If the group behind this year’s Festival of Speed have their way, there will be the 38th edition of one of Lac La Biche’s signature events this February.
The winter festival that saw 130 planes land on Lac La Biche Lake in 2020 for a fly-in show and shine, amidst all the breakneck action of ice car racing and snowmobile drag races, is still currently scheduled for February 27-28.
“It’s a pretty amazing event,” said organizer and ice racer Ken Staples, who has helped run the event every year since 1983.
“We have a number of winter sport activities going on and it varies from year to year. We try to get all the associations in here…the anchor event has been the Western Canadian Championship for Ice Racing with cars on ice,” he said.
Major events have been on pause for almost a calendar year, but Staples sees himself as an optimist. With more than a square kilometre of ice carved out on the lake, he thinks there are safe ways to limit contact between people so the festival can go ahead.
He believes it’s important for the community to have this.
Outdoor gatherings restrictions, however, were just expanded to a maximum of ten people.
“We took the approach better to plan it and if you can’t do it, to pull the pin on it. Then suddenly, two weeks before the date and the restrictions are not as severe, and we could have done it and you waited too long, and you can’t make it happen,” said Staples.
“The Northern Alberta Sportscar club who organized the car races have already–in conjunction with Alberta Health Services–got an exemption and a set of very specific guidelines that they operate under.
“We’re using that as the basis for the other events, and we’ll be dealing directly with the Alberta Health Services people in Lac La Biche to review them, amend them as required, but it will be absolutely definitely in consultation with AHS.”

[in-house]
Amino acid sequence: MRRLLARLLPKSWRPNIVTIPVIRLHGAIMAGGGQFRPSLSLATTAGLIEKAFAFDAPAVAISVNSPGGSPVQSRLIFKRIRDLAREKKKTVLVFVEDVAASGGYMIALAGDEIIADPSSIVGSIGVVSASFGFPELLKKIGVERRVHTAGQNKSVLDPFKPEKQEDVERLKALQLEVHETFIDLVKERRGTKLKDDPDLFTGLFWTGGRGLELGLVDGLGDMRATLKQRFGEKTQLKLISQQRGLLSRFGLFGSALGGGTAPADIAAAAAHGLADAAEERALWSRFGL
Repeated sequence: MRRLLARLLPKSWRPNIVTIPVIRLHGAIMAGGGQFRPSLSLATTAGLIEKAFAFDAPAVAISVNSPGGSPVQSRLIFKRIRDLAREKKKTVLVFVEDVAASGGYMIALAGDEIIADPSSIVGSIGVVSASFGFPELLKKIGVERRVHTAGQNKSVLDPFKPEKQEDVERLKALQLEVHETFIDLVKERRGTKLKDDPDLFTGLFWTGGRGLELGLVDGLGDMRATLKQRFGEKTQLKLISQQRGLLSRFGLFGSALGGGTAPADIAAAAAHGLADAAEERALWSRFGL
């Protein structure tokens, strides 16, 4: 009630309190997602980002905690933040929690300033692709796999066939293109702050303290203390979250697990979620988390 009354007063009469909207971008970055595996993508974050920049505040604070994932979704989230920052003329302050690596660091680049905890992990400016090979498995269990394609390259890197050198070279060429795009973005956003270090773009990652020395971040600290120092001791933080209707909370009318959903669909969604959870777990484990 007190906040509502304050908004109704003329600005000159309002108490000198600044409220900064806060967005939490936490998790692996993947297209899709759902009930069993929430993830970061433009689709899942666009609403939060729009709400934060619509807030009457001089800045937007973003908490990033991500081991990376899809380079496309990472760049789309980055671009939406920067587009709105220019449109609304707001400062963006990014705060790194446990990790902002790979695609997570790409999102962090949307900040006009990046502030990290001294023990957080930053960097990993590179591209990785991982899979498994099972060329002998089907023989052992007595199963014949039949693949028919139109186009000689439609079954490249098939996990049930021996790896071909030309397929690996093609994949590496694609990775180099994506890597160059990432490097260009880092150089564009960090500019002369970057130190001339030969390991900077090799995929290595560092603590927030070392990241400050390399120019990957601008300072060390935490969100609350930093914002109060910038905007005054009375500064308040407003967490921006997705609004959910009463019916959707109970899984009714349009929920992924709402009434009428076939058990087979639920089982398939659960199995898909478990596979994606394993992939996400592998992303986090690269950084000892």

Put on officially by the Lac La Biche and District Chamber of Commerce and Lakeland Classic Wheels Club, Staples and chamber president Dave Phillips asked Lac La Biche County at last Tuesday’s council for a $30,000 grant, which was approved.
This year’s event will be different with no indoor activities, kyboshing the evening socials, awards for racers, and trade shows done in year’s past.
However, the proceeds from the Winter Festival of Speed are going right back into the community. The not-for-profit event uses volunteers from local sport and activity groups to make the weekend a pulse-pounding time, which totals $225,000 as the event reaches its fourth decade.
The Straightline Snowmobile Racing Association will be coming and it is hoped that the Edmonton Rally Club can do a slalom on ice as well for spectators watching from their vehicles.
“The yellow light goes on and it blinks down to the bottom on the internet and when the green comes on and they hit’er…it’s noisy and a lot of fun,” said chamber president Dave Phillips.
Event organizers believe they’ll know a couple of weeks from the scheduled dates whether the Festival of Speed will get out of the starting blocks.
But the glimmer remains for action-packed weekend.
“Until somebody says, ‘hey, you can’t do it.’ We’re going to go ahead on the basis that we can,” said Staples.